*An edited version of this article came out in the September 2009 issue of “Working Mom” magazine. Check it out! 🙂
When my daughter was born, I did not think that it was possible for me to go back to a full-time job and leave her in the care of others. My husband, Stan and I, were by ourselves and took care of her 24 hours a day without any help from yayas for the first one and a half months of Naima’s life. We had her all to ourselves and despite the sleepless nights and lack of time for our other personal needs, we look back on those days with fondness.
However, I was used to being busy and after having been out of work for almost a year (I had to stop working due to pregnancy issues), I started micromanaging our household. For Stan’s peace of mind and my sanity, I had to go back to work.
I was lucky that Stan allowed me to go back to full-time work gradually. I started with a part-time job – as a research assistant to a lawyer from a multilateral development finance institution, who was finishing her doctorate thesis. I subsequently moved on to a full-time job at a government instrumentality which was about 10 minutes away from home. This was the perfect setting because unlike a law firm job, the hours and job demands were more reasonable, allowing me time to focus on growing Naima and my advocacy, breastfeeding. An added plus was that my boss, a family man himself, also understood the need to maintain the family and worklife balance.
Aside from working full-time, I managed to get certified as a breastfeeding peer counselor and recently started a small business catering to nursing mothers. Along with a couple of other employees, I am also working to set-up a lactation program policy within my workplace. Keeping my work-home balance is not easy but I’ve managed to continue my projects, work full-time and still have quality moments with my family.
During the work week, my yaya and I have Naima’s bathing/feeding/eating schedule fit to a “T”. I have also scheduled my weekends to take care of chores which my house assistants could not handle by themselves. I used to hate last minute cancellations or change of plans but have learned that with a young baby, a combination of routine and flexibility is necessary to make things work and keep me sane. Thus, emergency back-ups need to be prepared and on-hand to cope with these last minute changes.
With a five-day work week, I have decided to make my weekends sacred and reserved for Naima, especially during her early years. In all my weekend activities, I bring Naima with me – from attending breastfeeding seminars or workshops to joining bazaars or going shopping, meeting friends or checking out weekend markets – Naima goes where I go. During the work week, after office hours are reserved for our bonding time. I’ve also given up watching TV, choosing to allot TV time to Naima or my “sideline” (when she is asleep) instead.
Having the consistent, strong and loving support of my husband Stanley is also essential in helping me successfully balance my career and family life. In the early days, when Naima was a fussy newborn, Stan took over all diaper duties as I was dealing with baby blues and breastfeeding issues. He also accompanied me during my visits with various lactation consultants, was my number one cheerleader and kept me going during those days when I doubted myself, my milk supply, and my capacity to soothe a wailing Naima. I do not know how single moms manage it but I definitely would not have survived the first month without Stan.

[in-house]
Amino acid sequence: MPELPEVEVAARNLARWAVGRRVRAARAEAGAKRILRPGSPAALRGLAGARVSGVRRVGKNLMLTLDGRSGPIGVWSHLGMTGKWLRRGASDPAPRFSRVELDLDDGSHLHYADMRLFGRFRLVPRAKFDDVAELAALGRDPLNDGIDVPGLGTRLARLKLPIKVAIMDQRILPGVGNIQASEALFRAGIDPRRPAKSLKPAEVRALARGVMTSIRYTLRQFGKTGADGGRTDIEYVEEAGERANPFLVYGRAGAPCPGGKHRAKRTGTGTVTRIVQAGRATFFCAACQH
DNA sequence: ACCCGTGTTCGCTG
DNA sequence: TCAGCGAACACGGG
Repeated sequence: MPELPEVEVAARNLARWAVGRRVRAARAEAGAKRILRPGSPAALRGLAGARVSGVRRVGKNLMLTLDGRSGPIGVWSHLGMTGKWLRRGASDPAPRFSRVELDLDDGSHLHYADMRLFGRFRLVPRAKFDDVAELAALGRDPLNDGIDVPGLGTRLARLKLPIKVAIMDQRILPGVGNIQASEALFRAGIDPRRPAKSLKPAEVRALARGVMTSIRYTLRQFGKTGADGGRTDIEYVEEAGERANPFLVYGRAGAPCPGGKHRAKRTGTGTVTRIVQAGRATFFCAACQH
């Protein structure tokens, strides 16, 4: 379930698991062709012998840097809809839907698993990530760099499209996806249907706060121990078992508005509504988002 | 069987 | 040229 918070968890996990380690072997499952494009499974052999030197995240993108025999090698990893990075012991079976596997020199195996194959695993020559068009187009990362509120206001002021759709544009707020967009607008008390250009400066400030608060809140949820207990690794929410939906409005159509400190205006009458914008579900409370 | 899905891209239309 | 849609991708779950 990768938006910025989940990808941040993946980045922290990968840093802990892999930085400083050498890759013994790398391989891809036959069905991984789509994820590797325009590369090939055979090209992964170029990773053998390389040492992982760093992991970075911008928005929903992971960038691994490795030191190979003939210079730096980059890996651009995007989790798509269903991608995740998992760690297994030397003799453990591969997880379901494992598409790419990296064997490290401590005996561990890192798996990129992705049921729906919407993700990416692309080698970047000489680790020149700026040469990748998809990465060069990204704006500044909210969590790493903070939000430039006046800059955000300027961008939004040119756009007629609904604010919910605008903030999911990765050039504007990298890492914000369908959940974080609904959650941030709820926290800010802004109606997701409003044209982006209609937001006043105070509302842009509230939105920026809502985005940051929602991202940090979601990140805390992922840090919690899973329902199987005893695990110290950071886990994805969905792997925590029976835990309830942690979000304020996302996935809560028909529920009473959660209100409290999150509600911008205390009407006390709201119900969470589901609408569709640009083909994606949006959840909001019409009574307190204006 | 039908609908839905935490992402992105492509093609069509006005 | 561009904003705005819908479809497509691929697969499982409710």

As Naima is growing up, I guess it also helps that as a photographer, Stan’s schedule is not as rigid as mine. This works perfectly for us as we are able to attend to Naima’s needs with at least one parent present. During the weekdays, Stan takes her to doctor’s appointments and other activities, while I take over during weekends and evenings as most of Stan’s shoots are scheduled during these times.
I have also learned to value and appreciate the participation of my extended family. My mother-in-law is pure Chinese and speaks only Chinese, and some Bisaya. However, this does not stop her from trying to read English board books with Naima or accompanying Naima to her playschool trial classes when Stan and I are not available. Monster-in-law horror stories abound but my experience with my mother-in-law has been great and she is definitely a big help, especially with my own mother living miles away in Davao City.
Filipino moms are lucky to be able to get help from a yaya and have maids to help us or do our household chores. I don’t try to be a martyr and be the “perfect” housewife. I can’t even cook to save my life! So, I choose to plan our menus instead and delegate the cooking responsibility to our helper whose cooking skills have vastly improved, from not knowing how to cook when she arrived in January 2008 to preparing elaborate meals (including laksa) in 2009.
So to sum up, how can one mom raise a spirited daughter, run an efficient household, work full-time, manage a small business, have an advocacy, be a good wife, and still have time for herself?It is not by trying to do everything yourself but focusing on the right priorities, counting on good family support with the humility to accept help and advice, and establishing routines coupled with openness to flexibility and change.